Why we need you: plans for 2010 With your help we will:

• encourage all our champions – individuals,

governments and organisations – to gather even more support and help us move towards UN endorsement

• ensure animal welfare is integral to the UN agenda by promoting it at key international events, including the summit reviewing the Millennium Development Goals

• provide practical examples of how good animal

welfare benefits animals, people and the environment and is linked to the achievement of international political goals such as poverty eradication and environmental sustainability

• lobby governments in countries where animals are

suffering to raise the profile of animal welfare, to commit to considering animals and to back a UDAW.

Thank you for helping us focus an international spotlight on animals.

“One reason animals are so vulnerable to cruelty is because there is no universal agreement between nations that animals can suffer and feel pain. The campaign for a Universal Declaration on Animal Welfare could be the beginning of the end for animal cruelty across the world. It’s up to us to give these animals a voice.” Singer Leona Lewis endorsed the campaign for a UDAW in 2009

Campaign with us at, relaunched in 2009

Campaigning for a Universal Declaration on Animal Welfare: a year of momentum





Pacific island state Palau officially backs a Declaration

All 27 EU member states add their support

Both Brazil’s Ministry of Environment and the nation of Samoa give full support. WSPA discusses the links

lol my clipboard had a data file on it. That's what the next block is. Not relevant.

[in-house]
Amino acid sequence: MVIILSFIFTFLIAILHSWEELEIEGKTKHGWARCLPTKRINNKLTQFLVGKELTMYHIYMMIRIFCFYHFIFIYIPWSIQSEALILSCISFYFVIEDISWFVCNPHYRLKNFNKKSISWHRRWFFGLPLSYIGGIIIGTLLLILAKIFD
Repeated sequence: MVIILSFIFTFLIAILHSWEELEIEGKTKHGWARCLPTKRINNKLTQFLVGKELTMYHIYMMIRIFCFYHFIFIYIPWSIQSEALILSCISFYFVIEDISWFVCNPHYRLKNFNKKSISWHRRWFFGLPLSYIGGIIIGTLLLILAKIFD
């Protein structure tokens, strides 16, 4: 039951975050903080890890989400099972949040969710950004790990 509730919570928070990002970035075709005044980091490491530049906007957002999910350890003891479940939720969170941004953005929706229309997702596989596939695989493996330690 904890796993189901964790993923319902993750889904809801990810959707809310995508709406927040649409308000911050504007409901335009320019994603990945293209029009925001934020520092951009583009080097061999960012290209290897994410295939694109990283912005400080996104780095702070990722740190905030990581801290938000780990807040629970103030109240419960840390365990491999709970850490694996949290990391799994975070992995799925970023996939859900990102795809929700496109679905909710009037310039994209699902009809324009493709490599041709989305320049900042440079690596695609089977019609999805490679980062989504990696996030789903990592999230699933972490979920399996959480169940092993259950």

between good animal welfare and sustainable development with more than 30 permanent missions and UN agencies





Nicaragua’s senators unanimously get behind a UDAW

WSPA hosts a series of meetings at the UN. High profile celebrities including actress Brooke Shields boost public awareness

MPs from all four political parties adopt a motion calling for Canadian backing

Serbia becomes the 36th nation to support a UDAW


“In the past, local people would not even have considered that poisoning dogs was wrong, and would have done nothing to stop it. Now, thanks to our work with WSPA, they know better ... cruelty is no longer accepted as a norm.”

• We safeguarded animal welfare by

reviewing standards and providing recommendations and training at three Gates Foundation-funded rabies projects in the Philippines, South Africa and Tanzania.

• Worldwide, 17,269 dogs and 1,642

Mauricio SantaFe, veterinarian of member society Paraiso de Mascota, Cali, Colombia

cats have been sterilised and 36,125 animals vaccinated against rabies thanks to the projects you fund, preventing so much potential suffering for animals and the communities they live in.

• Millions of stray animals have a

better chance of being treated with compassion, thanks to new population management guidelines. Created by the World Organisation for Animal Health (OIE) with input from WSPA experts, they call on all 174 member states to urgently move to humane methods of stray control.

Protecting the world’s strays There are hundreds of millions of stray dogs and cats in the world, with little or no protection from starvation, disease and mistreatment. The use of inhumane population control methods means they are also vulnerable to poisoning and shooting, cruelties often resulting from the mistaken belief that culling animals will protect people from risks such as rabies.


How we work

With your help: successes in 2009